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What is a phonon?

  1. Mar 19, 2006 #1


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    I ran across the term phonon, looked it up, and it's described as a quantized vibration in a lattice structure. Is this analgous to photons being quantized vibrations in an electromagnetic field? I'm having hard time thinking of these as particles.
  2. jcsd
  3. Mar 19, 2006 #2
    Something like that. They're basically just collective excitations of the system. I think it's convenient to think of them as particles when you think about electron-phonon interactions or some other scattering process involving phonons.
  4. Mar 19, 2006 #3

    Claude Bile

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    Phonons are similar to holes (as in semiconductors) in that they exist only as perturbations in the medium they exist in. Holes aren't actual particles, they are an absence of an electron, however when Holes exist in a medium full of electrons, they can be regarded as poisitively charged particles and can even have properties such as effective mass ascribed to it.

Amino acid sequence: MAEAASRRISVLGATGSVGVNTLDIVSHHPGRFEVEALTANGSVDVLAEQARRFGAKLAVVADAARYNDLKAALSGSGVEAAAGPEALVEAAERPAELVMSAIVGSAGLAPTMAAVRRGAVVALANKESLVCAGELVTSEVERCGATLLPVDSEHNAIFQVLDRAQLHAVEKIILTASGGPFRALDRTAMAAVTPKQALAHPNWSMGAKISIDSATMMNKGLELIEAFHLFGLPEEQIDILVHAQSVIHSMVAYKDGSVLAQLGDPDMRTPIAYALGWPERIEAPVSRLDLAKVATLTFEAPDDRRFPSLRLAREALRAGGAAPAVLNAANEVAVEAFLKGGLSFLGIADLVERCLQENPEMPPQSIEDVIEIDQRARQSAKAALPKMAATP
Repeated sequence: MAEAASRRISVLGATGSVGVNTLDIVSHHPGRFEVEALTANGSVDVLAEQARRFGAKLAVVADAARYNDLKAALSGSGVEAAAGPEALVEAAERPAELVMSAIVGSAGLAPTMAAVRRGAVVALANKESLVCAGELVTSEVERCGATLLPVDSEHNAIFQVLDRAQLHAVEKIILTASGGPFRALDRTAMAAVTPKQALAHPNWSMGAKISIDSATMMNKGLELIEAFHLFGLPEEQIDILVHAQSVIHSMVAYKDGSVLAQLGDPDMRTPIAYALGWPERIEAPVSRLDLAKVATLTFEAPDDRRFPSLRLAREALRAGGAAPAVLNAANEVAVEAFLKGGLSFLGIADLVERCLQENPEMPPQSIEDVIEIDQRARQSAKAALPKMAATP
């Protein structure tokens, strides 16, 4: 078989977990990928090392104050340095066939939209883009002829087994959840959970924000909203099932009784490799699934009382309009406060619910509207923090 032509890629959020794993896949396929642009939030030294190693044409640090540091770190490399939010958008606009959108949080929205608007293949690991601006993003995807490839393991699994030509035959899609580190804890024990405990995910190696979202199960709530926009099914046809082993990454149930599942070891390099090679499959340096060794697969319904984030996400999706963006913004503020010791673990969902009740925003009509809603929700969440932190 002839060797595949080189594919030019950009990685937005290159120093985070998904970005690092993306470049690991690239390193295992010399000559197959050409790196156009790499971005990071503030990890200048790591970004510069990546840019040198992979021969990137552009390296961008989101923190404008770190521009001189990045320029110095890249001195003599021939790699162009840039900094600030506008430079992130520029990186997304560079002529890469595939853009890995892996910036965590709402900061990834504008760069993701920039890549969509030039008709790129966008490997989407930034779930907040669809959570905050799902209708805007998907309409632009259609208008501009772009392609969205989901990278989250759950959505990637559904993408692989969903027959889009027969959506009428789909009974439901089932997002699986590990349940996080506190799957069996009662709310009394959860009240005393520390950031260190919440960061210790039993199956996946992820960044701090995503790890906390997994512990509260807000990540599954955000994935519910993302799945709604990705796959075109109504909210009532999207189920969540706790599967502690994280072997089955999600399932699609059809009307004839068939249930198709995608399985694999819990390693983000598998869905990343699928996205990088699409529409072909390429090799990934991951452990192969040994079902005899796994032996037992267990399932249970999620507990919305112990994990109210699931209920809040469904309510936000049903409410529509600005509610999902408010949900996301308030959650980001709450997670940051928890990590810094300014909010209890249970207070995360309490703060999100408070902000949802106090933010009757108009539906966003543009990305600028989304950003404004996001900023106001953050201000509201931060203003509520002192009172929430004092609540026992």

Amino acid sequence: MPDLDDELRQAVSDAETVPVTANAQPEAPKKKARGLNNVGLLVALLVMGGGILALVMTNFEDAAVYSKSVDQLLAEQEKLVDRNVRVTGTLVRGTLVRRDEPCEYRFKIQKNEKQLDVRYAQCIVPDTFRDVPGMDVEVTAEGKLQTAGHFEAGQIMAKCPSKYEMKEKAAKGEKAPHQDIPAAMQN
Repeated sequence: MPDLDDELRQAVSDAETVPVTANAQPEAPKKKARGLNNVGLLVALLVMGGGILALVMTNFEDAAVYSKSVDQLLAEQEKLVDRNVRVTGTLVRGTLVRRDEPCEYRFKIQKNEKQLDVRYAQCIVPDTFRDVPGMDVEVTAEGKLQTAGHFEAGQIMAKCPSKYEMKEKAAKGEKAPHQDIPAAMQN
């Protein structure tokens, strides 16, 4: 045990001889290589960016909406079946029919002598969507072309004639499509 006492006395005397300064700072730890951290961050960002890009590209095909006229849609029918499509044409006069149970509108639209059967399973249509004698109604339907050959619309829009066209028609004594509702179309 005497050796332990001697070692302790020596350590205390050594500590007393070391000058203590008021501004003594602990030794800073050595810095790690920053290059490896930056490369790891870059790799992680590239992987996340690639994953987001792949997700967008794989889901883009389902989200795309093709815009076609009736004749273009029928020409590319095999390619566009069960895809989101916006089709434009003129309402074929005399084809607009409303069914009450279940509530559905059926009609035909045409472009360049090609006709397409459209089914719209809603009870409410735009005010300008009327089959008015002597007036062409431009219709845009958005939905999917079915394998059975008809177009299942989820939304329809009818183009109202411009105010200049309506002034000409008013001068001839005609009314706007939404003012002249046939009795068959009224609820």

Phonons are perturbations in the lattice structure of a solid, and possess a definate momentum and energy. Phonons are not particles per se, but we can describe them as such, just as we can desribe holes as charged particles.

  5. Mar 20, 2006 #4


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    Thank you, much more clear in my mind now.
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